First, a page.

1. Poverty affects one in five DC residents. For a family of three, that means living on less than $19,090 a year. Children under the age of 18 are much more likely to live below the poverty level than adults. And one in four black DC residents and one in five Hispanic DC residents live in poverty compared with under one in 10 white non-Hispanic residents. Read about poverty in DC. 
  2. DC’s unemployment rate remains higher than before the recession. For many of DC’s residents, the economy has improved. But the District’s recovery has been uneven, and many groups–including minorities, young residents, and residents without college degrees — face far higher unemployment rates than before the recession began. Read more about unemployment in DC.
  3. The wages of low-wage DC workers have barely changed over the past thirty years, while wages for top earners have increased substantially. Wages have fallen for all but DC’s most educated residents, and wage inequality is now at the highest level on record. Read more about DC’s wages.7-29-14-quickfacts-f2
  4. Consumers spent 42 percent more for everyday goods and services in 2013 than they did in 2000. The Consumer Price Index (commonly known as inflation) is a measure of the average change over time in the cost of typical goods and services. These cost increases show why increases need to be made to income through services like Temporary Assistance for Needy Families or through the minimum wage. Read more about the Consumer Price Index. 










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Reeves Center Swap: The Rush to Build The Stadium Could Leave Us with Regret

July 23rd, 2014 | by Wes Rivers

Mayor Gray’s plan to sell the Reeves Center to help pay for a soccer stadium raises a number of concerns. Rather than seeking input from the community and setting requirements on the redevelopment in ways that meet the neighborhood’s needs, the mayor’s plan would allow the developer, Akridge, to do whatever it wants with the site. Beyond that, Akridge would get the Reeves Center at a price below at least one appraisal. Finally, the plan calls for creating a new Reeves Center east of the Anacostia River, yet it offers no details and no financing, meaning that it is little more than a dream at this point.  

This suggests that the Reeves Center redevelopment is secondary to a rush to get cash to pay for a soccer stadium. That is unfortunate. 

A new stadium for DC United is an important endeavor for the District of Columbia because it will add to the cultural fabric of the region and the civic pride of its residents. As mentioned before in the District’s Dime, most soccer stadiums in the U.S. are built with at least some public contribution. 6-9-14 Stadium Hearing blog f1

So then the question is not whether the District should support a new stadium – it should – but whether the deal proposed by Mayor Gray is the best approach. At today’s hearing before the Committee on Economic Development, we will focus on how the District can benefit most from the planned redevelopment of the Reeves Center. 

Here are some of our concerns: 

  • Redevelopment of the Reeves Center should be taken more seriously. Normally, redevelopment of a property as important as the Reeves Center would include detailed planning and a series of community meetings. Control of this site gives the District the opportunity to shape the continued development of the U Street area. Yet the mayor proposes to transfer the Reeves Center to Akridge and allow the company to redevelop the site any way it wants.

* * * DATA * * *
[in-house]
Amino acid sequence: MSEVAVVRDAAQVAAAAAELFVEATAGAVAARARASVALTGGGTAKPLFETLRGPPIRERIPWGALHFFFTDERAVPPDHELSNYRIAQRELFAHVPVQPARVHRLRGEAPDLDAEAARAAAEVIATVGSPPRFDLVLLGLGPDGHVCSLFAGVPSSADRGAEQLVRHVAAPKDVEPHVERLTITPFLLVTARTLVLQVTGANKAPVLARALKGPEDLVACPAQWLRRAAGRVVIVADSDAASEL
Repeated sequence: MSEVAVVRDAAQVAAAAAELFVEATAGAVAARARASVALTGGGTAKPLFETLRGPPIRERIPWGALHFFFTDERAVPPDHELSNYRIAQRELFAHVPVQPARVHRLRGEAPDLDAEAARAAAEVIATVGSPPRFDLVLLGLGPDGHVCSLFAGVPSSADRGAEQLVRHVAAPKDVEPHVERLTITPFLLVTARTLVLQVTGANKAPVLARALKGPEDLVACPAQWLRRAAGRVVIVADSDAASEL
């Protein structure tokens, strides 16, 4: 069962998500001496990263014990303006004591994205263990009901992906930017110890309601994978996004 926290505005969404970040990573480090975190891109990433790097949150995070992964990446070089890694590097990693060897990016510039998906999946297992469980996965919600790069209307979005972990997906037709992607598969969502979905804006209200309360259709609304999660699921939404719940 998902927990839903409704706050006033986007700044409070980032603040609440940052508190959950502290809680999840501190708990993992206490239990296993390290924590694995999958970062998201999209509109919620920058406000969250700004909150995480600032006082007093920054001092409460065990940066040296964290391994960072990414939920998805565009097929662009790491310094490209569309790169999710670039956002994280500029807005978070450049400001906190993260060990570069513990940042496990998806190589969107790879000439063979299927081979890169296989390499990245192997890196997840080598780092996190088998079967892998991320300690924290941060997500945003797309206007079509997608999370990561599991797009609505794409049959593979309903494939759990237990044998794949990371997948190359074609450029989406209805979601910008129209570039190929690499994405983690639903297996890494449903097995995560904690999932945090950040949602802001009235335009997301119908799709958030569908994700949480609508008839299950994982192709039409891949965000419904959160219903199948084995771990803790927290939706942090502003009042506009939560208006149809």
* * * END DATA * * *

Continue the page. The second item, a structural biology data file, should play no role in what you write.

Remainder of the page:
• Land swaps limit the District’s ability to get the best deal possible. The legislation would charge Akridge $56 million, despite one recent appraisal of almost $70 million. In the District’s current real estate market, it is not unusual for properties to sell above their appraised value. This suggests that putting the site up for sale would be a better deal for the city.
  • Plans for a new “Reeves Center” should be more concrete. The plan calls for a new Reeves Center east of the Anacostia River, yet offers no financing plans. With the city very close to its borrowing limit, it is not clear how or when a new municipal center will be completed. 

Under the agreement, Akridge would benefit from the booming development of the U and 14th Street corridors and from their landholdings adjacent to the proposed stadium site at Buzzard Point. In considering the agreement, the DC Council and its consultants must ensure that we are gaining just as much as we are giving up when trading away this valuable asset.

To read DCFPI’s testimony, click here.

To print a copy of today’s blog, click here.


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Welcome to DCFPI’s Summer Interns and Staff Updates

July 22nd, 2014 | by Ed Lazere

I am excited to welcome two interns, Kathy Haines and Nathan Harrington, who joined the DC Fiscal Policy team this summer and have been doing some great research in education and housing policy. I also wanted to share some good news about two current DCFPI staff. Kathy f1

Kathy Haines is originally from Waterbury, Connecticut.  Kathy holds a Bachelors of Environmental Policy degree from Boston Universityand is a returned Peace Corps volunteer (Benin 2004-2007). She has worked in finance and program management for an international public health firm, John Snow Inc. (JSI), and in direct social service case management with Catholic Charities DC. She is now a Master of Public Policy candidate at the University of Maryland, College Park. A DC resident since 2007, she aspires to work on policies and programs that prevent the displacement of long-time Washingtonians.  

NateNathan Harrington is a native of Rockville, Maryland and a graduate of Bates College in Lewiston, Maine. For the past eight years he taught middle school and high school Social Studies in Prince George’s County Public Schools. This summer he is assisting Soumya Bhat with research on DC schools as part of his Masters in Educational Administration and Policy at Howard University. He is a proud resident of Congress Heights, where he leads the Committee to Restore Shepherd Parkway and serves on the Board of the Ward 8 Farmer’s Market. 

And in other news…. 

Kate Coventry has been appointed to the Interagency Council on Homelessness (ICH). Created in 2005, the ICH guides the District’s strategies and policies for meeting the needs of those who are homeless or at risk of becoming homeless. For more information on ICH, please visit

Jenny Reed has been promoted to Deputy Director at DCFPI. Jenny looks forward to expanding her role to focus more on DCFPI’s operations and planning while continuing her focus on affordable housing, taxes, and poverty and income trends in DC.  

To print a copy of today’s blog, click here.